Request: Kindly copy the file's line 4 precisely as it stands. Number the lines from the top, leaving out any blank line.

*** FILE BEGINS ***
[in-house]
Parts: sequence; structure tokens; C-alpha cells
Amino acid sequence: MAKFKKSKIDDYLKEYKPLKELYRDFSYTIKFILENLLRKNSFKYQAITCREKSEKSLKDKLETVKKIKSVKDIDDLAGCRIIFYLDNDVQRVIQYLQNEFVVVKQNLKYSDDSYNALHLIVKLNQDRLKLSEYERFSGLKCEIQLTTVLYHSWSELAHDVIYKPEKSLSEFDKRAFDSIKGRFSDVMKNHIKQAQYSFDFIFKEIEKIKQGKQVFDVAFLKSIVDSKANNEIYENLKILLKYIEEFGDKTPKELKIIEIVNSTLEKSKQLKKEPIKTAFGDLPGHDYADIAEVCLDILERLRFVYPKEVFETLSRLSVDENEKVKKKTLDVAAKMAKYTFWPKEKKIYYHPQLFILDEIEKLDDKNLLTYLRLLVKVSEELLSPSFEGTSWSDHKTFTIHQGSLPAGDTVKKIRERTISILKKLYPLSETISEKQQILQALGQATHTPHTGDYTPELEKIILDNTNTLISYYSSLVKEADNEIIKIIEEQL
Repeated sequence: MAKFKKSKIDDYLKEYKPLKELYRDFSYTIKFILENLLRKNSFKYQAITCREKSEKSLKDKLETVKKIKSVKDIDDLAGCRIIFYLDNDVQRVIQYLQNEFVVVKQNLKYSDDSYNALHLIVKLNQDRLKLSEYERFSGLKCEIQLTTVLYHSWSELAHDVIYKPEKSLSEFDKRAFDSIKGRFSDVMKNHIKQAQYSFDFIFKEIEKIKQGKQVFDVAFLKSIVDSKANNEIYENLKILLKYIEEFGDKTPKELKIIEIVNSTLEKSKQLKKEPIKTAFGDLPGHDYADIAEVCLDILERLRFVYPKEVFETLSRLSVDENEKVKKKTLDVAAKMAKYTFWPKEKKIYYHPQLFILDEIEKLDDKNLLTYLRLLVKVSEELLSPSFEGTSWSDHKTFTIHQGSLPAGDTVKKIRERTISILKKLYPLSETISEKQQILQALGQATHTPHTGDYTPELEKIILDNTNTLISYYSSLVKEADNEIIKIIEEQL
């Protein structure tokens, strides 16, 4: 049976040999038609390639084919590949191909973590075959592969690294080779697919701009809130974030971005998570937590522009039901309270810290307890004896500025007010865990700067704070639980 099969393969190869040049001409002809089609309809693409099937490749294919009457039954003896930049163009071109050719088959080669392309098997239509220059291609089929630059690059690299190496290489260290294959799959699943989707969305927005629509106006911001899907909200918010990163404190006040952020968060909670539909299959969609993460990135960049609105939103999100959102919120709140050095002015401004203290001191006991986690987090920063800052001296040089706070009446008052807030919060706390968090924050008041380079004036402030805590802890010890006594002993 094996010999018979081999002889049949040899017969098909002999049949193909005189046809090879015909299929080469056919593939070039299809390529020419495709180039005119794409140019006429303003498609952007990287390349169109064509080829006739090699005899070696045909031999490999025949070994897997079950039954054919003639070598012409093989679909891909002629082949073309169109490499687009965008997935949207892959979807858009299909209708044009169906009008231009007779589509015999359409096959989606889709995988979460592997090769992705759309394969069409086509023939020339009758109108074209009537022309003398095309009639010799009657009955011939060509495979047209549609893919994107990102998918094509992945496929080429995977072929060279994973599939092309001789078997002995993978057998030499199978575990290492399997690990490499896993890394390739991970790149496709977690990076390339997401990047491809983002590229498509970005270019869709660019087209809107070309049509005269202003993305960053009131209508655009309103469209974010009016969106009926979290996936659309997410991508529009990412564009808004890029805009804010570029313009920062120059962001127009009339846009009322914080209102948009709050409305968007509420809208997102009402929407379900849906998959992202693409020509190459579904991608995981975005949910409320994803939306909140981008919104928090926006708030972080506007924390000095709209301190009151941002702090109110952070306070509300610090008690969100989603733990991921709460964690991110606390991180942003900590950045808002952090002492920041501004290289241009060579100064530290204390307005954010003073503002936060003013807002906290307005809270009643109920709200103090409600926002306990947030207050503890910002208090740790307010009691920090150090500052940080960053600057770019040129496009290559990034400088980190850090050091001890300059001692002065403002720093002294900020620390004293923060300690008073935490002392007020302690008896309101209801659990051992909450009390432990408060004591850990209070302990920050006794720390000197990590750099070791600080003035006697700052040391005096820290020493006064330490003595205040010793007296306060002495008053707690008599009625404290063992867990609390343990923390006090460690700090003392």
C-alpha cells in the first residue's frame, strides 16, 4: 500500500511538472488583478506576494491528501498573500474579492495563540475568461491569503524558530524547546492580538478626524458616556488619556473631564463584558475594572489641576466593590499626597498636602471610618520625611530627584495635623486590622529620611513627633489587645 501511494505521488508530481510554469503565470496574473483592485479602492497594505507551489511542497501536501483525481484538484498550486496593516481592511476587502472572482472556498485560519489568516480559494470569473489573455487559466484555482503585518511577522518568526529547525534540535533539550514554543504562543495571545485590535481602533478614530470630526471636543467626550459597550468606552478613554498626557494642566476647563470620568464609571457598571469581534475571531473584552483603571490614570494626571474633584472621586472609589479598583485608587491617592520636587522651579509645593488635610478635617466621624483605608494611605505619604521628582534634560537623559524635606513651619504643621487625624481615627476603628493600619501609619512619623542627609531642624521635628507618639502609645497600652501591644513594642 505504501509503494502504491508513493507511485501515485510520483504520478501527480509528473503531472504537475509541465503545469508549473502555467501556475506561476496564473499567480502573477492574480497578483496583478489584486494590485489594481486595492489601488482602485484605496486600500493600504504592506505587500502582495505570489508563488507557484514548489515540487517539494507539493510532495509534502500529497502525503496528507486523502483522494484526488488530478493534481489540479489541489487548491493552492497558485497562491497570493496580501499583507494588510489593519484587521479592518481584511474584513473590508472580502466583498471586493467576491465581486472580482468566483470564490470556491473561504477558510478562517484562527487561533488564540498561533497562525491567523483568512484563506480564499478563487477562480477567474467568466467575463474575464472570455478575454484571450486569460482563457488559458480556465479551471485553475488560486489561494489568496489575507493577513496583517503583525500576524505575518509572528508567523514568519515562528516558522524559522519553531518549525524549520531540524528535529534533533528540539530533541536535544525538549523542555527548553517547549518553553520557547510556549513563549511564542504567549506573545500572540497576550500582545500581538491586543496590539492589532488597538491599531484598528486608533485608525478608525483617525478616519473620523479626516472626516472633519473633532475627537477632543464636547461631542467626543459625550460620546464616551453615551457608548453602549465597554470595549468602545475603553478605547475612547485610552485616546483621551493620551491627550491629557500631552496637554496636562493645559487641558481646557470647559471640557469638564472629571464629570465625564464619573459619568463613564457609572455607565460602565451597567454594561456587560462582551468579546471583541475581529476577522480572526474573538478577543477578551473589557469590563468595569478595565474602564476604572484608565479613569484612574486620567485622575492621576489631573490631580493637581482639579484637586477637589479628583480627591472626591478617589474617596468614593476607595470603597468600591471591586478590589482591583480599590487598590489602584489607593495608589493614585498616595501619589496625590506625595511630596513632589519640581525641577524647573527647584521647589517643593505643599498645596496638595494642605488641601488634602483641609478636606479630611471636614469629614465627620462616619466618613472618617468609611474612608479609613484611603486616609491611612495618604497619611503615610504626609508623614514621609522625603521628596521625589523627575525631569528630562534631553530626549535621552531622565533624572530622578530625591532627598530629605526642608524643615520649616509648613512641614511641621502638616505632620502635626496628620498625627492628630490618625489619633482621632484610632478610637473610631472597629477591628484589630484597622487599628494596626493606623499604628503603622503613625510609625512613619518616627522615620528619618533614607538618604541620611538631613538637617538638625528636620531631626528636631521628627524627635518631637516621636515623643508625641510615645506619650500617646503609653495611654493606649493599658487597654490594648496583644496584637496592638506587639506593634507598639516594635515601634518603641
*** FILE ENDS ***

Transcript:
Repeated sequence: MAKFKKSKIDDYLKEYKPLKELYRDFSYTIKFILENLLRKNSFKYQAITCREKSEKSLKDKLETVKKIKSVKDIDDLAGCRIIFYLDNDVQRVIQYLQNEFVVVKQNLKYSDDSYNALHLIVKLNQDRLKLSEYERFSGLKCEIQLTTVLYHSWSELAHDVIYKPEKSLSEFDKRAFDSIKGRFSDVMKNHIKQAQYSFDFIFKEIEKIKQGKQVFDVAFLKSIVDSKANNEIYENLKILLKYIEEFGDKTPKELKIIEIVNSTLEKSKQLKKEPIKTAFGDLPGHDYADIAEVCLDILERLRFVYPKEVFETLSRLSVDENEKVKKKTLDVAAKMAKYTFWPKEKKIYYHPQLFILDEIEKLDDKNLLTYLRLLVKVSEELLSPSFEGTSWSDHKTFTIHQGSLPAGDTVKKIRERTISILKKLYPLSETISEKQQILQALGQATHTPHTGDYTPELEKIILDNTNTLISYYSSLVKEADNEIIKIIEEQL